FSSD currently produces approximately 12,000 tons of biosolids per year. Under this agreement, the district will have long-term control over its biosolids management expenses. Revenue and expenses will be proportional to the volume of material processed at the OMRC, which will have a maximum operating capacity of approximately 150,000 tons per year. FSSD biosolids management expenses will effectively be capped (except for growth and small, consumer price index increases) with revenues growing as more material is brought into the new facility. Indirect benefits will also be realized by FSSD through the process 2 of re-feeding “LysteMized” material back into its digesters to enhance biogas production for “green energy”) and through reduction in the overall volume of output.

Under the terms of the agreement, Lystek will be responsible for soliciting third party materials to be processed at the new facility as well as all marketing and sales of the LysteGro bio-fertilizer product. As of the issuance of this release, Letters of Interest (LOI’s) have already been secured from several agencies in the Bay Area. Additional LOI’s are forthcoming. These LOI’s are expected to transition into multi-year contracts as the project moves forward.

Greg Baatrup, General Manager of the FSSD states that “This technology is proven and development of this project and facility will play an important role in capping the FSSD’s operational expenses related to biosolids management. It will also help us diversify and achieve our goal of leveraging existing, underutilized infrastructure to generate additional revenues, further offsetting costs for the district.”

“The FSSD Board of Directors is extremely proud of the track record of success at the FSSD and pleased with staff accomplishments “ said Pete Sanchez, President of the FSSD Board of Directors. “We look forward to the positive benefits this partnership with Lystek brings to the communities of Fairfield, Suisun City, Solano County and the entire Bay Area,” he adds.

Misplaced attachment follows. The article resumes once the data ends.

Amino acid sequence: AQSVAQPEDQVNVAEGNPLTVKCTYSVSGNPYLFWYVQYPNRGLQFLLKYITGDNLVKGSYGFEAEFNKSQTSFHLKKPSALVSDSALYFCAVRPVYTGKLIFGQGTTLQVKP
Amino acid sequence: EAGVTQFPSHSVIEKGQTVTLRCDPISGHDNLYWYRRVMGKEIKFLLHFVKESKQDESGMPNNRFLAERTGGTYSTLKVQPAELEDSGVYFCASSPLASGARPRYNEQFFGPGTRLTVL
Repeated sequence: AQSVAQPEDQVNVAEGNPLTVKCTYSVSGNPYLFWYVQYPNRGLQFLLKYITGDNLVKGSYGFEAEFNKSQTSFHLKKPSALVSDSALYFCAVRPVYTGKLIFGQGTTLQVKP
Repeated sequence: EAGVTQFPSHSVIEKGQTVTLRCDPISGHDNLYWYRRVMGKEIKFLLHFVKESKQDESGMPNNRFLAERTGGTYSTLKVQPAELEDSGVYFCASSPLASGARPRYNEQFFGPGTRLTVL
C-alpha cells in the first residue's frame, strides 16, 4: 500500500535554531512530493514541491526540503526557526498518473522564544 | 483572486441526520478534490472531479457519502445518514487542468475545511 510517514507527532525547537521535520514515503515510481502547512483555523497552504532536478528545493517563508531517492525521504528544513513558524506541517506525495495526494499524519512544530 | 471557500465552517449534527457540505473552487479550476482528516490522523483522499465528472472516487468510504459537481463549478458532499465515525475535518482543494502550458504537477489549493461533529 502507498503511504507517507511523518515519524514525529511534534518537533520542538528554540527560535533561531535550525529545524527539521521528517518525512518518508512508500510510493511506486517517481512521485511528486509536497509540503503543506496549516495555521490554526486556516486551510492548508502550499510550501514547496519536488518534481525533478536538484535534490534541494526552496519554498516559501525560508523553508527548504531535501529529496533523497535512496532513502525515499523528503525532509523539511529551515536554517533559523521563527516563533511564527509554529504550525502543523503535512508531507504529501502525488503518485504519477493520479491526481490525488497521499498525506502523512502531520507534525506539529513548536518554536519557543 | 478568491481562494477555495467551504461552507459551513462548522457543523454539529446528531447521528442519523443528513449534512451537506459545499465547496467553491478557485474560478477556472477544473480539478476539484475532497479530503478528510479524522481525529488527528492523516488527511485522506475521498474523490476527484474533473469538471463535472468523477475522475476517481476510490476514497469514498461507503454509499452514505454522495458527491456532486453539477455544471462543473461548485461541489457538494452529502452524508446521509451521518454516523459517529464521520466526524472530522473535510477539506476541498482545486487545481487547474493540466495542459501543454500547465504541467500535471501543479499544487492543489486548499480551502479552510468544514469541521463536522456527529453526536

About Lystek International

Lystek International Inc. is an organic materials recovery firm that is helping municipalities and other generators reduce waste, costs, odors and greenhouse gas emissions through its innovative approach to biosolids and organics management. The multi-use Lystek system can be leveraged to optimize digesters and biological nutrient removal systems while also contributing to landfill diversion and agricultural sustainability. This is achieved by transforming non-hazardous, organic materials into nutrient-rich, federally-registered fertilizers and other, multi-purpose products.

For more information please contact Kevin Litwiller, Director of Business Development, at; Cell: (519) 584- 5437 or Office: (226) 444-0186 x 106 or by email at;

Fairfield-Suisun Sewer District

The Fairfield-Suisun Sewer District is a legally constituted governmental entity established to provide wastewater services to the Cities of Fairfield and Suisun City. FSSD serves more than 135,000 residential, commercial and industrial customers and government agencies in central Solano County, about 40 miles northeast of San Francisco. Households, retail businesses, major food and beverage producers, light industries, manufacturers and vital military operations depend upon our service. The treatment plant occupies about 150 acres. It draws from a collection system that consists of 12 pump stations and a 70- mile network of sewers that fan out throughout our service area.